UNRWA: Immediate truce needed as Gazans have nowhere safe to go

In Jerusalem, UN officials warn that an expansion of the IDF op would make things worse for Gazans.

palestinian girl crying 248 ap (photo credit: AP)
palestinian girl crying 248 ap
(photo credit: AP)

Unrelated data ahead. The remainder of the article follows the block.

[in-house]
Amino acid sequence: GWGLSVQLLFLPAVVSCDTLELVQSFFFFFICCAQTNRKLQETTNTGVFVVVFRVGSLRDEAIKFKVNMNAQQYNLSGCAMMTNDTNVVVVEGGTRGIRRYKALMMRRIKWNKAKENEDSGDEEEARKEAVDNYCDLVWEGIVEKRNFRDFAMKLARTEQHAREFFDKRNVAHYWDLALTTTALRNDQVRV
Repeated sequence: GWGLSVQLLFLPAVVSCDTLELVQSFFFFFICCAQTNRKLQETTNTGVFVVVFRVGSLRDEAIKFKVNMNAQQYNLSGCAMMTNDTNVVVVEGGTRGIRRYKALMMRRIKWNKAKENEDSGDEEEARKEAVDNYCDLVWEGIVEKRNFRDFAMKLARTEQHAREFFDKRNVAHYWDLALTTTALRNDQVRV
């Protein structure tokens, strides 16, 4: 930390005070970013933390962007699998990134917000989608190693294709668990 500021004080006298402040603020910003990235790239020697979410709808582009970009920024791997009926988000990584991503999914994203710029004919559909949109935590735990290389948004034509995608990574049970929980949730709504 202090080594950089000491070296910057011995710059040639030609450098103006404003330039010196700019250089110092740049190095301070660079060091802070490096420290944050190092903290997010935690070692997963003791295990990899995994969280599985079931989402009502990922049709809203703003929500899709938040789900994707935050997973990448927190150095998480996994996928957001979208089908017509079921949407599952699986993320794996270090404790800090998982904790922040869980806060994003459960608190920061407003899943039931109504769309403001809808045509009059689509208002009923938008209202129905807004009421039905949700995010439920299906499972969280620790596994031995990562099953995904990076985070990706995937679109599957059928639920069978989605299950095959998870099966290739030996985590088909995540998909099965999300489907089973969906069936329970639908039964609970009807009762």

Khamis Alawi, 44, huddled with his wife and six children in their kitchen as the IDF pushed past their home in Gaza City's northern Sheikh Ajleen neighborhood early Sunday morning. Bullets from the fighting outside came through their windows and riddled their walls. At a Jerusalem press conference on Sunday, UN officials warned that if Israel expanded its offensive, things would only get worse for the Alawis and the 1.4 million other people in Gaza, who had no place to flee. It would also be more difficult to distribute food and medical services, the officials said. "The protection of civilians will be further jeopardized and our staff will face further dangers," Filippo Grandi, the United Nations Relief and Works Agency's deputy commissioner, told journalists. According to the UN, as of 3 p.m. Sunday, 884 Gazans had been killed in Operation Cast Lead, including 275 children, 93 women and 12 medical personnel. In addition, 3,860 people had been injured, including 1,333 children and 587 women. The UN based its figures on information provided by Hamas's Health Ministry in Gaza. UNRWA is currently supporting 26,000 Gazans in 31 shelters, said Maxwell Gaylard, the UN's humanitarian coordinator in the Palestinian territories. But a much greater number had taken refuge with other families, he added. While the IDF has urged residents of Gaza City to flee the area, they had nowhere to go because the Strip's borders were closed, Gaylard said. Israeli military fire endangered their lives and made it difficult to provide them with necessary services, he said. Transporting patients and supplies to hospitals was dangerous, said Gaylard, who added that three ambulances and three mobile clinics had been damaged by gunfire. "People are hungry, they are cold, they have no electricity, they have no water," he said. "It is a massive crisis by any standard." Every day since Wednesday, Israel has suspended its operations during a three-hour window to allow the UN and other humanitarian agencies distribute food and medicine. Still, UNRWA claims that on Thursday its personnel were twice fired on by the army, and that in the second incident a Palestinian driver who was a contractor for its organization was killed by IDF gunfire. The IDF denied killing the truck driver. In an effort to prevent such incidents and to improve coordination, IDF officers met with officials from UNRWA and the International Red Cross on Sunday. In addition, the army let 91 truckloads of humanitarian aid into Gaza. To increase the flow of humanitarian supplies, the IDF is looking to open the Erez crossing into northern Gaza and the wheat chute at the Karni crossing farther south. At present the only open crossing is at Kerem Shalom, which has a limited capacity. Given the lack of supplies and the difficulties in distributing them, there is a shortage of flour, cooking gas, clean water and cash, said Gaylard. "We remain deeply concerned regarding the risks of epidemic outbreaks resulting from the discontinuation of vaccinations, garbage pileups and poor and unsafe drinking water," he said. Hospital continue to be overburdened. Doctors are working 24-hour shifts and intensive care units are full, he said. Both Gaylard and Grandi said that what was needed was an immediate cease-fire. "As long as the hostilities continue, civilians remain unprotected and more will be killed and injured," Gaylard said. "For every day the hostilities continue the cost to the civilian population intensifies." AP contributed to this report.